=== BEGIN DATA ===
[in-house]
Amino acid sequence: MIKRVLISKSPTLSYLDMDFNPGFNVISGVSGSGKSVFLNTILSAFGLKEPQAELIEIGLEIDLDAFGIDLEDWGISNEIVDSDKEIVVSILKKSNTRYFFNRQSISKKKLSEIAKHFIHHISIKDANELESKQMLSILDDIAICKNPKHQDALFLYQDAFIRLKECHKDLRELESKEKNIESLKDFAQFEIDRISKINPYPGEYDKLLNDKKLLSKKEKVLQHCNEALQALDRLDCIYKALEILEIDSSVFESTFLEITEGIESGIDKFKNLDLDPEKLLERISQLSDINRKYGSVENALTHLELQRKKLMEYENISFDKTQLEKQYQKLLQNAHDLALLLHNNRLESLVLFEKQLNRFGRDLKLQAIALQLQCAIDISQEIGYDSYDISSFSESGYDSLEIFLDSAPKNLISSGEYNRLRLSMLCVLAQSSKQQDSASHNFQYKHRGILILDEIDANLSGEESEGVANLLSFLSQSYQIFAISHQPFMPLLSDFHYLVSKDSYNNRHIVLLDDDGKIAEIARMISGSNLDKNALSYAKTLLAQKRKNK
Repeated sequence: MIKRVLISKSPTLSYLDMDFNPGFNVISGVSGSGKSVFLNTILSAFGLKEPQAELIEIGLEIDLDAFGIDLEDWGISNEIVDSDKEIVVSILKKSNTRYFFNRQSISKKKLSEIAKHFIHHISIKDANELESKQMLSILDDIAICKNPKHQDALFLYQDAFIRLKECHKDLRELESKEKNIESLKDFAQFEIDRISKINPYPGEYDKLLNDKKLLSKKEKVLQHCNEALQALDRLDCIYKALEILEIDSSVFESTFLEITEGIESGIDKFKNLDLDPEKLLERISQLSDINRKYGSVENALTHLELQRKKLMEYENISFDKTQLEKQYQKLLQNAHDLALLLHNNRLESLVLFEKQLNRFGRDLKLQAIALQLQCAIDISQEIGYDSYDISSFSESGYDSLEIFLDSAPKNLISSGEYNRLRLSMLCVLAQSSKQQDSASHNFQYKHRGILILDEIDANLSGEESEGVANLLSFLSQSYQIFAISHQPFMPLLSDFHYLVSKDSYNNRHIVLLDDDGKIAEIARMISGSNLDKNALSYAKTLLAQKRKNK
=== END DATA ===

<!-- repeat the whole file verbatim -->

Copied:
[in-house]
Amino acid sequence: MIKRVLISKSPTLSYLDMDFNPGFNVISGVSGSGKSVFLNTILSAFGLKEPQAELIEIGLEIDLDAFGIDLEDWGISNEIVDSDKEIVVSILKKSNTRYFFNRQSISKKKLSEIAKHFIHHISIKDANELESKQMLSILDDIAICKNPKHQDALFLYQDAFIRLKECHKDLRELESKEKNIESLKDFAQFEIDRISKINPYPGEYDKLLNDKKLLSKKEKVLQHCNEALQALDRLDCIYKALEILEIDSSVFESTFLEITEGIESGIDKFKNLDLDPEKLLERISQLSDINRKYGSVENALTHLELQRKKLMEYENISFDKTQLEKQYQKLLQNAHDLALLLHNNRLESLVLFEKQLNRFGRDLKLQAIALQLQCAIDISQEIGYDSYDISSFSESGYDSLEIFLDSAPKNLISSGEYNRLRLSMLCVLAQSSKQQDSASHNFQYKHRGILILDEIDANLSGEESEGVANLLSFLSQSYQIFAISHQPFMPLLSDFHYLVSKDSYNNRHIVLLDDDGKIAEIARMISGSNLDKNALSYAKTLLAQKRKNK
Repeated sequence: MIKRVLISKSPTLSYLDMDFNPGFNVISGVSGSGKSVFLNTILSAFGLKEPQAELIEIGLEIDLDAFGIDLEDWGISNEIVDSDKEIVVSILKKSNTRYFFNRQSISKKKLSEIAKHFIHHISIKDANELESKQMLSILDDIAICKNPKHQDALFLYQDAFIRLKECHKDLRELESKEKNIESLKDFAQFEIDRISKINPYPGEYDKLLNDKKLLSKKEKVLQHCNEALQALDRLDCIYKALEILEIDSSVFESTFLEITEGIESGIDKFKNLDLDPEKLLERISQLSDINRKYGSVENALTHLELQRKKLMEYENISFDKTQLEKQYQKLLQNAHDLALLLHNNRLESLVLFEKQLNRFGRDLKLQAIALQLQCAIDISQEIGYDSYDISSFSESGYDSLEIFLDSAPKNLISSGEYNRLRLSMLCVLAQSSKQQDSASHNFQYKHRGILILDEIDANLSGEESEGVANLLSFLSQSYQIFAISHQPFMPLLSDFHYLVSKDSYNNRHIVLLDDDGKIAEIARMISGSNLDKNALSYAKTLLAQKRKNK